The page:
good for the residents,” he said.
Essentially freezing development means
that a future government can come in and change the national park to a
residential area if they so desire, Kandl added.
“If it’s not a national
park, no one will be able to do that because it’ll be a mishmash. In a
few years someone could decide something totally different, but if we don’t
create a park now we’ll lose that option,” said Kandl.
argue that designating the land as a national park, rather than a municipal
park, makes it almost impossible to change because of the bureaucratic process
associated with changing national parklands to residential
Efrat Cohen-Bar, an architect with Bimkom: Planners for
Planning Rights, has been working with residents in Isawiya since 2004 to create
an updated master plan for the neighborhood that would allow the incredibly
dense neighborhood to legally expand onto parts of the surrounding land, which
will now be national parkland.
“If [the national park] becomes official,
there’s no hope for Isawiya,” said Cohen-Bar.
After the idea for a park
in that area was first floated in 2005, the residents, supported by Bimkom,
entered into negotiations with NPA to try to shrink the park, allowing them to
expand on part of the land and keep part of the land designated open
Those negotiations were ignored in the current plan for the park,
which was approved by the Local Building and Planning Committee and is waiting
for approval from the Interior Ministry.
“This was years of activism, and
we were finally able to get some faith from the residents to work with
municipality, to believe in the system and to work within it,” said Cohen-Bar.
“And they got the national park. This was a slap in the face to the
Cohen said she was pessimistic the plan for the national park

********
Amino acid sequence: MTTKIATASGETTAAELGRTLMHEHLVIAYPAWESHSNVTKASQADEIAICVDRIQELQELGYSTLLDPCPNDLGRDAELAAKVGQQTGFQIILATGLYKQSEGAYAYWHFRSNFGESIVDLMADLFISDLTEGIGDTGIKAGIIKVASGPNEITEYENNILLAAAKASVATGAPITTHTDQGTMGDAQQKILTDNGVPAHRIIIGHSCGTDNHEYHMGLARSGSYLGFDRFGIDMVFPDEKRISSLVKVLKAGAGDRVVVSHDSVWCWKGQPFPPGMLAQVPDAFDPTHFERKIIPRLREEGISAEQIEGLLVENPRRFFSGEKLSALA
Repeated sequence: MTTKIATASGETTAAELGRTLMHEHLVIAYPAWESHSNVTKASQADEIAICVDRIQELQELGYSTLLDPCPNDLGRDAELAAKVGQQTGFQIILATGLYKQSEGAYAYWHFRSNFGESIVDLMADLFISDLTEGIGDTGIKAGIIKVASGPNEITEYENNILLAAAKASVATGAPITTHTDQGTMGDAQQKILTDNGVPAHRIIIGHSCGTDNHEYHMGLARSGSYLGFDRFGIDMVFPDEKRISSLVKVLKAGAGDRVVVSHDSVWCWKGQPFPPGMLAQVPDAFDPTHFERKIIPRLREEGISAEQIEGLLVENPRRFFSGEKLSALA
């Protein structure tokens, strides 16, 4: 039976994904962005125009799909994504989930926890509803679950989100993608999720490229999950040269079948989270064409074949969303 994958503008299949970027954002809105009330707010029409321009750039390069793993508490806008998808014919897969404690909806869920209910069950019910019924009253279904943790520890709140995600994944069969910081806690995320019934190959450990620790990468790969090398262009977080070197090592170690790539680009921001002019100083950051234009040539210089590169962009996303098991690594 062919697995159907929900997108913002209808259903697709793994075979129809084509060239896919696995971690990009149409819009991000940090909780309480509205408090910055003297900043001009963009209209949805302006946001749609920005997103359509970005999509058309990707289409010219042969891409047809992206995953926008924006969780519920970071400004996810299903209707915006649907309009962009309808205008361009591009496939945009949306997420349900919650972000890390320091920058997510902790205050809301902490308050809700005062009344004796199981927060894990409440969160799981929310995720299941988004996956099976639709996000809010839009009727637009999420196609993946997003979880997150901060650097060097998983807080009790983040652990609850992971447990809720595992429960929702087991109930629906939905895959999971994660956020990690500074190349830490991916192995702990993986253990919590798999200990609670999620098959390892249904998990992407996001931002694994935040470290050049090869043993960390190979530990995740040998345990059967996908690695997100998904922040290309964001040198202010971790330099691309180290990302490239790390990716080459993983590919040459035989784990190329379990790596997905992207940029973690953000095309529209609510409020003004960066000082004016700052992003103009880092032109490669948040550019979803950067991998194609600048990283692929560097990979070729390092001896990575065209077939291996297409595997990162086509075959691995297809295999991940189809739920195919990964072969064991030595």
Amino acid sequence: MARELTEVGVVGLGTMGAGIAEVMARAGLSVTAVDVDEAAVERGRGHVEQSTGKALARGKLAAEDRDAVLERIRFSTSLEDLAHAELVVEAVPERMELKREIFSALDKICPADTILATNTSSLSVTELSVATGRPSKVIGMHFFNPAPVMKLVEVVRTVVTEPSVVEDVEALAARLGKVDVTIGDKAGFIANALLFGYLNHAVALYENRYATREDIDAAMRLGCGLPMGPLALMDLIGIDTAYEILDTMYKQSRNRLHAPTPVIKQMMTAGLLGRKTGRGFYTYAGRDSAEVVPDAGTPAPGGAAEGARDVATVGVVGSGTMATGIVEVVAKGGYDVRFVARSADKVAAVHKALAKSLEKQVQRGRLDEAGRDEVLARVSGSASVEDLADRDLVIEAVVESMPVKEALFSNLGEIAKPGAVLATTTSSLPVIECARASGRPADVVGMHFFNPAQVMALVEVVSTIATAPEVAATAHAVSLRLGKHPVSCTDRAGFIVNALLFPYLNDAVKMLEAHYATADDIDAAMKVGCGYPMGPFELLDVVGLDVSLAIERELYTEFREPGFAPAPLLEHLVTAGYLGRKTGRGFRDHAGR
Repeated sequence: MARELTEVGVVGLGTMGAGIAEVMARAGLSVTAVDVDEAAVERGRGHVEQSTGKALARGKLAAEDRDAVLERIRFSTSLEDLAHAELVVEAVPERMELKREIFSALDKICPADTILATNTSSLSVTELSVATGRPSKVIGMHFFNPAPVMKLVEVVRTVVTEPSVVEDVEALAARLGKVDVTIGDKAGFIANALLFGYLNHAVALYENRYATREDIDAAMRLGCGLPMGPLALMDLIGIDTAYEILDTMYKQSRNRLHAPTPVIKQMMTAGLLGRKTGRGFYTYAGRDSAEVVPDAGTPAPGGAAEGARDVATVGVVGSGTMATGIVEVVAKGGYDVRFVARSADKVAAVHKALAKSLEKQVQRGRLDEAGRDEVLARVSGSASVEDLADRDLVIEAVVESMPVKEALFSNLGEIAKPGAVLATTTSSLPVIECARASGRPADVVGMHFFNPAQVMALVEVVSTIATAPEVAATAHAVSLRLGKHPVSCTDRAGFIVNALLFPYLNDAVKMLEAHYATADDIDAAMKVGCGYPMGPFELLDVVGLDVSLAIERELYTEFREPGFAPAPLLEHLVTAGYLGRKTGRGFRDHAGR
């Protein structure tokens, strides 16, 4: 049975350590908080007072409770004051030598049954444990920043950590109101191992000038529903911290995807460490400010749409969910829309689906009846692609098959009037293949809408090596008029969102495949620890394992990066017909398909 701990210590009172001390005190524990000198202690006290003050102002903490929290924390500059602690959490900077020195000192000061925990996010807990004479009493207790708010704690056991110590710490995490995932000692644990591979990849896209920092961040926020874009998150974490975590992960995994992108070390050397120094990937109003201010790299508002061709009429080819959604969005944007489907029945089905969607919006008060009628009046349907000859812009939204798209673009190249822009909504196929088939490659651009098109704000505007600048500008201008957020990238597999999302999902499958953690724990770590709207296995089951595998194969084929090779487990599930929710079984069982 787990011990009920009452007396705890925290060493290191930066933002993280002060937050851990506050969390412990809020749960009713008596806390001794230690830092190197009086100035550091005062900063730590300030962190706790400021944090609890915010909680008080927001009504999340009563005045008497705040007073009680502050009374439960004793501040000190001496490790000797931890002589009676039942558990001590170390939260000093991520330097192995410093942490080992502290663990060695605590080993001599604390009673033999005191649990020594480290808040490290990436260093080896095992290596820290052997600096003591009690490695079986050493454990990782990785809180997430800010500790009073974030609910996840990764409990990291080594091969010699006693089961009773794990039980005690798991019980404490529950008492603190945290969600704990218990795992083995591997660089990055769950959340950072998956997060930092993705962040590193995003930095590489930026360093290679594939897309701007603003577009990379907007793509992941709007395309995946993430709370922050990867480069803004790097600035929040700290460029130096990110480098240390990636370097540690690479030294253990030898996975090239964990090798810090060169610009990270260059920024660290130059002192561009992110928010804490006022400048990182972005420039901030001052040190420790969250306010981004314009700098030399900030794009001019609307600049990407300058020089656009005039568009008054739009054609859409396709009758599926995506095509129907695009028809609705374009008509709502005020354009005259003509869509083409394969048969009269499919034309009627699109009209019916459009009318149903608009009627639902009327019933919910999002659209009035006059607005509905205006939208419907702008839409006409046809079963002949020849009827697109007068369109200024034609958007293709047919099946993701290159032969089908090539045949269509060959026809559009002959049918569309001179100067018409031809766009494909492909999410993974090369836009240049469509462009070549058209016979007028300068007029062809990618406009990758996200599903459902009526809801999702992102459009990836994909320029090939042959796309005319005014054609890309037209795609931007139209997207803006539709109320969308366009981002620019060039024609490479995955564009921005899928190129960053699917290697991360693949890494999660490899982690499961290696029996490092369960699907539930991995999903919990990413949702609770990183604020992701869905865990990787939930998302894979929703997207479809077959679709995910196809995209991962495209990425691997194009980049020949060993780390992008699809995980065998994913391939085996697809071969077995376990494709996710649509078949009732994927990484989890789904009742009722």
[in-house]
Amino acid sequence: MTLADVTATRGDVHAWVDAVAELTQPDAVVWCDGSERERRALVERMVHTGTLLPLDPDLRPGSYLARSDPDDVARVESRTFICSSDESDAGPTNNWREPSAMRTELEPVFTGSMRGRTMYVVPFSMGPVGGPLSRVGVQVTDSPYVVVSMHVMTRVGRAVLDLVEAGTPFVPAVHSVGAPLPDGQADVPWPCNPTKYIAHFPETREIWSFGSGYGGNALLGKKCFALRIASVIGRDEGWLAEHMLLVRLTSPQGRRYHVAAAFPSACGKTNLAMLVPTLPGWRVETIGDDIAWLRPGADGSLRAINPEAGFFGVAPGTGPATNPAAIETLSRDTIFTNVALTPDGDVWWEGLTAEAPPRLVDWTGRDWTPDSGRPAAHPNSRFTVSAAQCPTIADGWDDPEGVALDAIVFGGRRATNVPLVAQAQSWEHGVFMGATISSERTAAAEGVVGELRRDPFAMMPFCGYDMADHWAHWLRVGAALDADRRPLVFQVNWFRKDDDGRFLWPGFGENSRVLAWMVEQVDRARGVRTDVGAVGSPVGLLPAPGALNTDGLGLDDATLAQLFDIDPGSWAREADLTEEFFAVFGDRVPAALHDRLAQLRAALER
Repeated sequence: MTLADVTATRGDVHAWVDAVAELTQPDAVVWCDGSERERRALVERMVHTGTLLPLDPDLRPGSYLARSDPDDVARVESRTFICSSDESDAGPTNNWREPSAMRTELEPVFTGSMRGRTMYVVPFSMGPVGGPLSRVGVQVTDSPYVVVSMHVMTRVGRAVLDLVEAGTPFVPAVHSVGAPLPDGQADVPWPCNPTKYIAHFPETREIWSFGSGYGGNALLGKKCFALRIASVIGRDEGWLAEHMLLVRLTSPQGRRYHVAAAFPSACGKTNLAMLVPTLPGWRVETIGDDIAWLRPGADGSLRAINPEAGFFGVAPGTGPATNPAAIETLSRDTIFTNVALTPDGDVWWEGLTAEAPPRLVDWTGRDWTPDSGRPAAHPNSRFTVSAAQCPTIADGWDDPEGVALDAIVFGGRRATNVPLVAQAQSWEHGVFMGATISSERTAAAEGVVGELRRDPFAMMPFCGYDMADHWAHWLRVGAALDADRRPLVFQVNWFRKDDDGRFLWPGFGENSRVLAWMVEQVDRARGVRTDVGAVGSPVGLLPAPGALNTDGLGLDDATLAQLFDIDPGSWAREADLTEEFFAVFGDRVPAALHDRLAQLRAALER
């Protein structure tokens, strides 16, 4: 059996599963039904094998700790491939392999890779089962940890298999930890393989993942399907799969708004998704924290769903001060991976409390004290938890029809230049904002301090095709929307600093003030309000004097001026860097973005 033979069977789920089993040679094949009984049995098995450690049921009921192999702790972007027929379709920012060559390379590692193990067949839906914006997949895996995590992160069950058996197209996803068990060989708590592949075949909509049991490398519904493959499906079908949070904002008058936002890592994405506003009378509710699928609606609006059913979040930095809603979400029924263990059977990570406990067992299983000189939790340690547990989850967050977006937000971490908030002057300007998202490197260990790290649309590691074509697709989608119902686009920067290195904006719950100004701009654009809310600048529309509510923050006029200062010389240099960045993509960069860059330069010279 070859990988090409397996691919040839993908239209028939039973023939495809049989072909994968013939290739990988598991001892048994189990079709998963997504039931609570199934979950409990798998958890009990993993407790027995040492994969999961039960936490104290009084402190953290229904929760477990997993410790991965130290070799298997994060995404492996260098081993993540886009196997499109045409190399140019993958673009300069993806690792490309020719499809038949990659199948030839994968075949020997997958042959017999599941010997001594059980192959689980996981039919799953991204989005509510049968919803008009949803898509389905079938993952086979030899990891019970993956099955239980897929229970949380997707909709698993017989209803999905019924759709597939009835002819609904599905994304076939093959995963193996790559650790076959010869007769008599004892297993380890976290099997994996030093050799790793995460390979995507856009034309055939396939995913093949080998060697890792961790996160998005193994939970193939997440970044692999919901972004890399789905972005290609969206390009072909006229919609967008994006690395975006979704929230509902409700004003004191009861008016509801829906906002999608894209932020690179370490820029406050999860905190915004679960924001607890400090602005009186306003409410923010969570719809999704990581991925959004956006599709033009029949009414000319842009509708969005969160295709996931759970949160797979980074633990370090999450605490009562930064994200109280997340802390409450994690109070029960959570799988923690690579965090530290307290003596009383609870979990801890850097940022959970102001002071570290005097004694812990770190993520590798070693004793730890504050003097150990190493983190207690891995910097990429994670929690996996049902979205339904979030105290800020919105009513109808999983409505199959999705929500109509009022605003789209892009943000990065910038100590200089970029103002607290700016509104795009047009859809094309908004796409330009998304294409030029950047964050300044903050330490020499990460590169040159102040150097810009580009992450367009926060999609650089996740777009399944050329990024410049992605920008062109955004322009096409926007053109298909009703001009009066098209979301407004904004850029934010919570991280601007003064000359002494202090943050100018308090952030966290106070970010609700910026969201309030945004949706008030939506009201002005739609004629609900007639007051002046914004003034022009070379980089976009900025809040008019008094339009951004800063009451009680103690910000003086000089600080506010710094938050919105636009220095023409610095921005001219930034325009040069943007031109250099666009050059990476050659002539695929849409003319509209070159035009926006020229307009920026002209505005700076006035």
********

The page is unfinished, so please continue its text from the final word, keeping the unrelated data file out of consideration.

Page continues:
would be rejected, but she hoped that negotiations would be possible with NPA to
reduce the size of the park to allow residents to legally build homes. She
called the park a “death sentence” for their attempts to work with the residents
on legal ways to build and improve their neighborhood.
The plan for the
national park is currently undergoing a two-month public comment period, before
it can be discussed by the Interior Ministry’s District Planning and Building
Committee. If it is approved by the Interior Ministry, it could become a park in
as little as six months to a year. Bimkom has joined Ir Amim and Emek Shaveh and
the resident’s committees to file multiple objections to the
Cohen-Bar added that she would rather the municipality create a
city park, which would not only compensate the residents for the land, but also
be much easier to change in the future.
Kandl argued that the only way to
preserve the land was with a national government body. The NPA has more
experience in maintaining and developing parks and would be much more effective
than the municipality, which is more easily swayed by local politics, at
preserving the area, he said. “We needed a government body that had